NMON is short for Nigel’s Performance Monitor, it is available on AIX Systems, Solaris (with Sarmon), and Linux Systems.
nmon for Linux is open source under GPL: http://nmon.sourceforge.net
nmon for AIX is not open source but is integrated into topas command from:
- AIX 5.3 TL09
- AIX 6.1 TL02
- nmon for Solaris (formerly sarmon) is open source and available for Solaris 10/11: http://www.geckotechnology.com/sarmon
This is a great “all in one” Performance Monitor tool that provides a very large amount of system performance information, and it can be used in different scenarios.
The first way to use NMON is running the “nmon” command in terminal, which opens a Real time monitoring terminal interface, giving you access to many system metrics within a single screen:
nmon is also very often used as a Capacity Planning and Performance tool by running the nmon process in a csv generating mode all along it’s run time, for later cold Analyse.
Here are some useful links about NMON:
Analysing NMON csv data is not easy because it has a very specific format Splunk cannot directly manage. (one big problem stands in the event time stamp identification which is very uncommon and defined by a non time stamp pattern)
This is why I decided to develop this App, based on my own professional experience in Unix systems Capacity Planning, to provide to anyone interested a powerful too to Analyse NMON data with an Enterprise Class Application.
How it works¶
In a few words, here is how the App works:
- The Nmon core application contains all the views, data models, configurations and related objects
- The TA-nmon which is the technical addon for the Nmon Performance application contains binaries and scripts to manage the nmon data
- The TA-nmon once installed starts immediately to collect and transforms nmon performance and configuration data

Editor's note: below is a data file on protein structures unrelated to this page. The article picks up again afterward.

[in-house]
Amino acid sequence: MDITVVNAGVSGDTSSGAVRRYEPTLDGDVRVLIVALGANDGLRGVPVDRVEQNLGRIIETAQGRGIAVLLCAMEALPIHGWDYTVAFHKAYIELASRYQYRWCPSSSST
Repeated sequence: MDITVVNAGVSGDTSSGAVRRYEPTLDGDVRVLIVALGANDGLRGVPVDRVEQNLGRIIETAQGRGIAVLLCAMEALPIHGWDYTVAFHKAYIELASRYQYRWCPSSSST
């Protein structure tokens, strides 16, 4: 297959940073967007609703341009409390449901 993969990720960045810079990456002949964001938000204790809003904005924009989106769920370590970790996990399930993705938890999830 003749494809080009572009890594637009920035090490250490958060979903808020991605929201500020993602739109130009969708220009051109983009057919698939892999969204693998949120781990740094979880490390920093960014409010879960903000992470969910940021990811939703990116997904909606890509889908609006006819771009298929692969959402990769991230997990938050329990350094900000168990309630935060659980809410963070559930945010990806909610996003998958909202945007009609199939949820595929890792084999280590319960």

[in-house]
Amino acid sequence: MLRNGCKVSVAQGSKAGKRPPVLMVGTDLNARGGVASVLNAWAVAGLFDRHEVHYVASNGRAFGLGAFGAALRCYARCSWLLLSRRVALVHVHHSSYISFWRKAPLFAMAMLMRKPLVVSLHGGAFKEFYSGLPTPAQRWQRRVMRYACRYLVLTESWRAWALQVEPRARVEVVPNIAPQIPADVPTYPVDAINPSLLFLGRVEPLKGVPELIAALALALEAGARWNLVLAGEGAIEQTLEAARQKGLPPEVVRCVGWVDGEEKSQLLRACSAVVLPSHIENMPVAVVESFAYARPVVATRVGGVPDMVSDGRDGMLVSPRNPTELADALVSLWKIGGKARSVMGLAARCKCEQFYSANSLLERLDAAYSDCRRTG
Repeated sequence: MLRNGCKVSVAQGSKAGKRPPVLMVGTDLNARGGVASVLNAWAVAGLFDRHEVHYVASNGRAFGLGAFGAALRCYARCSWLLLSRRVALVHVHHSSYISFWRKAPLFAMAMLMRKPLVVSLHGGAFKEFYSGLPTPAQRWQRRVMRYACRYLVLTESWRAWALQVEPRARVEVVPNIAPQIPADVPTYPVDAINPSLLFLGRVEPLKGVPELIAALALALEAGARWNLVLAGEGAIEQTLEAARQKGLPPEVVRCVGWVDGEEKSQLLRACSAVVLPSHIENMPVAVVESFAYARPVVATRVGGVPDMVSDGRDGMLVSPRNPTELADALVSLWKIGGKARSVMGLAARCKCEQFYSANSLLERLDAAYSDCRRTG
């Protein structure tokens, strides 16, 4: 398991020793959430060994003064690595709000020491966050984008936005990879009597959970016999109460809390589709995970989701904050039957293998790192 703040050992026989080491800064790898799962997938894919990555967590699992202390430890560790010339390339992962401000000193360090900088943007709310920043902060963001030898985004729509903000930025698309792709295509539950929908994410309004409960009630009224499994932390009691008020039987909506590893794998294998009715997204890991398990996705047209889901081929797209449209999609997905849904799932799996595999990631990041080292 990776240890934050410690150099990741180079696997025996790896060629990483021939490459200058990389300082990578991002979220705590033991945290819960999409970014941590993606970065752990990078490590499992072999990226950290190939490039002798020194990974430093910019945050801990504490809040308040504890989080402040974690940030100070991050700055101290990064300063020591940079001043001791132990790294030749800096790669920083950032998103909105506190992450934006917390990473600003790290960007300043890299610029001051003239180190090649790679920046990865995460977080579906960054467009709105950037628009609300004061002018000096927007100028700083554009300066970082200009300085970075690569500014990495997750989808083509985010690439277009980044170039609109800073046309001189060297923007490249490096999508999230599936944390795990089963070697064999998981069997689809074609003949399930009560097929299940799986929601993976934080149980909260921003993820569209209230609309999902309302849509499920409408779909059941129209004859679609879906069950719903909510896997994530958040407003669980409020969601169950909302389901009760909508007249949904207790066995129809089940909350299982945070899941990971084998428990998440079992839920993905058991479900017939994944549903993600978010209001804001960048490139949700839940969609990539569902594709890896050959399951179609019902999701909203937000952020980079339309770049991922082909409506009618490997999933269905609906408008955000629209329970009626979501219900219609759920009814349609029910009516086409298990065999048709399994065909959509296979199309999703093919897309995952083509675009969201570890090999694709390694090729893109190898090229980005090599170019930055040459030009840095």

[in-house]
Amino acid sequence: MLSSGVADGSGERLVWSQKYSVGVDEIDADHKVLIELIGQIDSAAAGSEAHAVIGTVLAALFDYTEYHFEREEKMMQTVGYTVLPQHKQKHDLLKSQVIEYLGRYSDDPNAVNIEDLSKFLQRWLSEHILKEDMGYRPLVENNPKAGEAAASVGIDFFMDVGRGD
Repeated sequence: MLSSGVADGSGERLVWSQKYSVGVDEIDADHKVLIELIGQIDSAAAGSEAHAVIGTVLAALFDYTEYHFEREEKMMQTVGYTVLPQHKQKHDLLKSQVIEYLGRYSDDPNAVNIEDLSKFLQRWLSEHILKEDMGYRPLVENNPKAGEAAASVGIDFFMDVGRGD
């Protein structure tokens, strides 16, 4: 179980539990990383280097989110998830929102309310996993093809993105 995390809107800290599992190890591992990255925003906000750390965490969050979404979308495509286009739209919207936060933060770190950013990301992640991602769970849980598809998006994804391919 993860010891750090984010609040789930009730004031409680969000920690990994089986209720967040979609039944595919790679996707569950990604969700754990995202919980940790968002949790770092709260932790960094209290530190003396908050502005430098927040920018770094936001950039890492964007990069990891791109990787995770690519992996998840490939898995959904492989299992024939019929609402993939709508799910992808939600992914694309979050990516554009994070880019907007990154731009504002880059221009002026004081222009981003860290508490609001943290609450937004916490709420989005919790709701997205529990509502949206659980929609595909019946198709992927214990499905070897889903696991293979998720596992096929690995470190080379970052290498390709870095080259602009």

- The default configuration indexes data into the “nmon” index (by default)
Splunk Data structure¶
Performance metrics data ordered by the key “type” which corresponds to the nmon section metric item (CPU_ALL, LPAR…):
Configuration data extracted by nmon2csv converters, corresponds to AAA and BBB* sections of nmon raw data:
Output of the nmon_helper.sh script which is responsible for nmon instances launches:
Output of nmon2csv Python and Perl converters (conversion of nmon raw data into csv data):
Output of the nmon_cleaner.sh script (interface to nmon_helper.py | nmon_helper.pl) which is responsible for nmon raw data file cleaning:
There are different packages:
- The *Nmon core* Application: this is the whole package you download in Splunk App (directory called “nmon”)
- The PA-nmon_light addon, available in the Git repository https://github.com/guilhemmarchand/PA-nmon_light (tgz archive), this package is expected to be deployed in indexers
- The TA-nmon addon, available in Splunk base https://splunkbase.splunk.com/app/3248 and https://github.com/guilhemmarchand/TA-nmon (tgz archive), can be deployed to any AIX / Linux / Solaris Full or Universal forwarder instance, master node of a cluster, deployment server, standalone instances, clustered indexers…